That’s a whole lot of sucking up for two paragraphs, but now let me veer off: The issue of the pronunciation of “what” nearly had a Yoko-Ono-like effect on the creative team of Franklin-Kaplan. I’m from the northeast, and I say “waht” – perfect rhyme with WATSON. Barry’s from the west coast, and he says “wuht” and wanted to use something that started with WATER. You can see who, er, won, but I’m already discerning endless silent “I told you so”s cross-continent this morning.

    • David L says:

      I’m with you on WATSON and what — a perfect rhyme for me. The one that doesn’t work for me is WEREWOLVES. I have always pronounced the first syllable to rhyme with ‘fear,’ not ‘scare.’ M-W gives a bunch of different pronunciations, including those two.

      And I spell the king’s name Wenceslas, which seems to be a common alternate version, so that confused me for a while.

      • HH says:

        “WEREWOLVES. I have always pronounced the first syllable to rhyme with ‘fear,’ not ‘scare.’”

        Clearly you missed the haywagon scene in “Young Frankenstein”.

    • Papa John says:

      Good job, Sara! Pass that on to Barry, will you?

      This has to be one of the best early-week puzzles – ever! I didn’t find anything in the fill that raised an eyebrow. If you guys did sacrifice the fill for the theme, I didn’t notice. The theme is excellent. I’m glad there was no revealer, even if I did have to go the extra yard to figure it out. Like Huda, I enjoyed the aha moment.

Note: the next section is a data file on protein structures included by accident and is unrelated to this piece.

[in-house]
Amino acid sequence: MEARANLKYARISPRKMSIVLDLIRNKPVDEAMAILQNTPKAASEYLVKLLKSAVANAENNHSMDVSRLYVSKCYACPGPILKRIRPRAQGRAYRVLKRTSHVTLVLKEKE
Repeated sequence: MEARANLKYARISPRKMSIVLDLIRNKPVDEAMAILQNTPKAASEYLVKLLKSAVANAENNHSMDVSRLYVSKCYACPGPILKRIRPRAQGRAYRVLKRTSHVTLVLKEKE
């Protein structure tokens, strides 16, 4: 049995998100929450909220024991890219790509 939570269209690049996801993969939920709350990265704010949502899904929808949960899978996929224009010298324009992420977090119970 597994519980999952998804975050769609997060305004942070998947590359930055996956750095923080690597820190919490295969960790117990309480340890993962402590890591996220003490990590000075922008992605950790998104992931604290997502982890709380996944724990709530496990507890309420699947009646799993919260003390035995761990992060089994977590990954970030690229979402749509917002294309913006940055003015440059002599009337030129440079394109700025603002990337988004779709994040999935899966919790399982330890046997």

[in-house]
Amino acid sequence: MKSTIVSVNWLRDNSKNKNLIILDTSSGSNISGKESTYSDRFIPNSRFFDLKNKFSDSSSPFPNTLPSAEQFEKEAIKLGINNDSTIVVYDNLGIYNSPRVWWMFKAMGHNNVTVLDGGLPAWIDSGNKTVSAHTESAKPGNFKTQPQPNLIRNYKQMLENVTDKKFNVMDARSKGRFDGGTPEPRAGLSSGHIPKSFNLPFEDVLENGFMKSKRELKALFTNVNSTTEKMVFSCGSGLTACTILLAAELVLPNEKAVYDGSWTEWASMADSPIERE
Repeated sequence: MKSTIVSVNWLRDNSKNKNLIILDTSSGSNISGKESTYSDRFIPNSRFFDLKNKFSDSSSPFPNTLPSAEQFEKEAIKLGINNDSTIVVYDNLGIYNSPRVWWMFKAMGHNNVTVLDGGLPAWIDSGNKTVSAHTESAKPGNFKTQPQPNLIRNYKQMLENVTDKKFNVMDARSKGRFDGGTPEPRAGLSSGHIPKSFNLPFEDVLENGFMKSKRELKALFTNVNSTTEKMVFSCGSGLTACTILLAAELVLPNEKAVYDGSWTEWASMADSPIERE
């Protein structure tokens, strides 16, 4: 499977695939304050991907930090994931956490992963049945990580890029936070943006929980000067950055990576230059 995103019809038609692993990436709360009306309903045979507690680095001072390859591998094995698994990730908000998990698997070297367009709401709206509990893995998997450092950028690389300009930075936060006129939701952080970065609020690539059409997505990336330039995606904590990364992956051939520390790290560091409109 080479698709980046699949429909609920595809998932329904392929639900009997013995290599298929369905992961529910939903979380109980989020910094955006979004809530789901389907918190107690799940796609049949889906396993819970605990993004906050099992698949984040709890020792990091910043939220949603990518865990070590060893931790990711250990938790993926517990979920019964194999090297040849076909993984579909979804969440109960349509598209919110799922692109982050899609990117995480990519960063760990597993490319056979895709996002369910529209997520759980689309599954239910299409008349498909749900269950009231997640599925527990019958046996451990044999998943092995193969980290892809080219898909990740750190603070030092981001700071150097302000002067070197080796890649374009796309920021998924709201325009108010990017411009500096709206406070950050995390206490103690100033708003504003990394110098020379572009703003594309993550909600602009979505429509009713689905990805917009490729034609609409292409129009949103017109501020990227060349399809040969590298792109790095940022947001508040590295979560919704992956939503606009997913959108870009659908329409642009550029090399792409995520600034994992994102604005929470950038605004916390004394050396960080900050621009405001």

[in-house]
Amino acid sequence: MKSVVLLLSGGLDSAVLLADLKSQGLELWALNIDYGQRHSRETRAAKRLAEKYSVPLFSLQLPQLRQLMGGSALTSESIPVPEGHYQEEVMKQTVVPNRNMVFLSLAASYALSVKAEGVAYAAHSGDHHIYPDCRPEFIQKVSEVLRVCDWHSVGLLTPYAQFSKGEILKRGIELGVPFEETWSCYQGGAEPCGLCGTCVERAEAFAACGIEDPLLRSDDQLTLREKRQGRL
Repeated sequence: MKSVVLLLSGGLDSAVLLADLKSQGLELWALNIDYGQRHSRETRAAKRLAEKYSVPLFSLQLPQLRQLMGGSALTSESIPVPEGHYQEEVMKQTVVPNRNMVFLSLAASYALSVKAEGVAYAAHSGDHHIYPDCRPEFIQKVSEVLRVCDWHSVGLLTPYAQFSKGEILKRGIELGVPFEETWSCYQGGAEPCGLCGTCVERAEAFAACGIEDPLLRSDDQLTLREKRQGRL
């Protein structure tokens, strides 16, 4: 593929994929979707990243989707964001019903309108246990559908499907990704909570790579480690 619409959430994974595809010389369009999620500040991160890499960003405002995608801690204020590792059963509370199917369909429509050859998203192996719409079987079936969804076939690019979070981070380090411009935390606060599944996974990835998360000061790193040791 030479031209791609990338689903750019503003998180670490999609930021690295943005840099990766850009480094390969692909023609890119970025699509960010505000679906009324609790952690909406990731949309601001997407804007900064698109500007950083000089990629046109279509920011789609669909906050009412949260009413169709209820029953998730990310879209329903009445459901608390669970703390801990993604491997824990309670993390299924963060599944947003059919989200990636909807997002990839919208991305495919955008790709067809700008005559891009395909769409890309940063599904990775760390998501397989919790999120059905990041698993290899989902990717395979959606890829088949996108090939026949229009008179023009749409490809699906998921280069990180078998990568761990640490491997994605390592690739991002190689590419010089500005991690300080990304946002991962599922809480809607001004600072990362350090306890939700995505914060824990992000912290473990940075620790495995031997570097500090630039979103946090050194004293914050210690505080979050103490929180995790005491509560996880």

• pannonica says:

      From New York City (but not with an identifiable, exaggerated NYC accent): ‘what’ is for me wət (generally—it reverts to ‘waht’ if special emphasis or inflection is desired) which rhymes neither with ‘Watson’ (wät-) or ‘water’ (wȯ-). If that symbol doesn’t reproduce for ‘water,’ it’s close to the sound for ‘Watson,’ but produced with a slightly more rounded mouth.

      Werewolves = ‘where’ for me, but I can see the rationale for /ē/

      Ditto on David L’s spelling of Wenceslas. ’salright? ’salright!

  5. sbmanion says:

    When I was in college, I was playfully mocked for my “hard a” sound (Niagara Falls), which was dramatically opposite from the soft a of Bostonites. Watson sounds like watt to me. Even water would be much too soft for my ear. In fact, I can’t think of anything that is spot on for “what.” Were, on the other hand, is a perfect fit for me.

    This did not stop me from enjoying the theme or the puzzle on the whole, which I thought was superb. I also liked that all the theme words were “misspelled,” which added an additional layer of cleverness.


  6. Susan Hornstein says:

    Did I miss the stunning conclusion of the limerick contest from Thursday? Who won?!?!

Comments are closed.